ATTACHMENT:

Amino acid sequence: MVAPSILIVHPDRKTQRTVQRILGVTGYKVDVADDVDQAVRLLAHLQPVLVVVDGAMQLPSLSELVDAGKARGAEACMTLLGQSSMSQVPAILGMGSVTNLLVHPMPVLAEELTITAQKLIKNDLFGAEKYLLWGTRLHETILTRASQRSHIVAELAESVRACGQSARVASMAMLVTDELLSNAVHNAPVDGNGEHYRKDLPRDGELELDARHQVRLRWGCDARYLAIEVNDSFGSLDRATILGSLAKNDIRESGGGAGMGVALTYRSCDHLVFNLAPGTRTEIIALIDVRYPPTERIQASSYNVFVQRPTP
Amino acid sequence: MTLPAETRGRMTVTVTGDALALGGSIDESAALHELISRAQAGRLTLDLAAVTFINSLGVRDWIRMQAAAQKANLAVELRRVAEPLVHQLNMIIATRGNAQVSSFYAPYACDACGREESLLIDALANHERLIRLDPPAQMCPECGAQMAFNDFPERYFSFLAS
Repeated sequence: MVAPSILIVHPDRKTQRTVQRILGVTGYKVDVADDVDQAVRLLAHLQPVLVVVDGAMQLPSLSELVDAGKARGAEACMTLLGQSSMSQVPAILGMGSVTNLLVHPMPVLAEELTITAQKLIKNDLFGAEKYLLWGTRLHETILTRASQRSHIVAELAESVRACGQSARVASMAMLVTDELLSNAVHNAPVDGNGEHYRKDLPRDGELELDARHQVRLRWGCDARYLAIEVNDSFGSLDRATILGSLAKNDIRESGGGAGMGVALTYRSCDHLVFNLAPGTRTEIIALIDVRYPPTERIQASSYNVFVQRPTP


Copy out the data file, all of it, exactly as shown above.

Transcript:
Amino acid sequence: MVAPSILIVHPDRKTQRTVQRILGVTGYKVDVADDVDQAVRLLAHLQPVLVVVDGAMQLPSLSELVDAGKARGAEACMTLLGQSSMSQVPAILGMGSVTNLLVHPMPVLAEELTITAQKLIKNDLFGAEKYLLWGTRLHETILTRASQRSHIVAELAESVRACGQSARVASMAMLVTDELLSNAVHNAPVDGNGEHYRKDLPRDGELELDARHQVRLRWGCDARYLAIEVNDSFGSLDRATILGSLAKNDIRESGGGAGMGVALTYRSCDHLVFNLAPGTRTEIIALIDVRYPPTERIQASSYNVFVQRPTP
Amino acid sequence: MTLPAETRGRMTVTVTGDALALGGSIDESAALHELISRAQAGRLTLDLAAVTFINSLGVRDWIRMQAAAQKANLAVELRRVAEPLVHQLNMIIATRGNAQVSSFYAPYACDACGREESLLIDALANHERLIRLDPPAQMCPECGAQMAFNDFPERYFSFLAS
Repeated sequence: MVAPSILIVHPDRKTQRTVQRILGVTGYKVDVADDVDQAVRLLAHLQPVLVVVDGAMQLPSLSELVDAGKARGAEACMTLLGQSSMSQVPAILGMGSVTNLLVHPMPVLAEELTITAQKLIKNDLFGAEKYLLWGTRLHETILTRASQRSHIVAELAESVRACGQSARVASMAMLVTDELLSNAVHNAPVDGNGEHYRKDLPRDGELELDARHQVRLRWGCDARYLAIEVNDSFGSLDRATILGSLAKNDIRESGGGAGMGVALTYRSCDHLVFNLAPGTRTEIIALIDVRYPPTERIQASSYNVFVQRPTP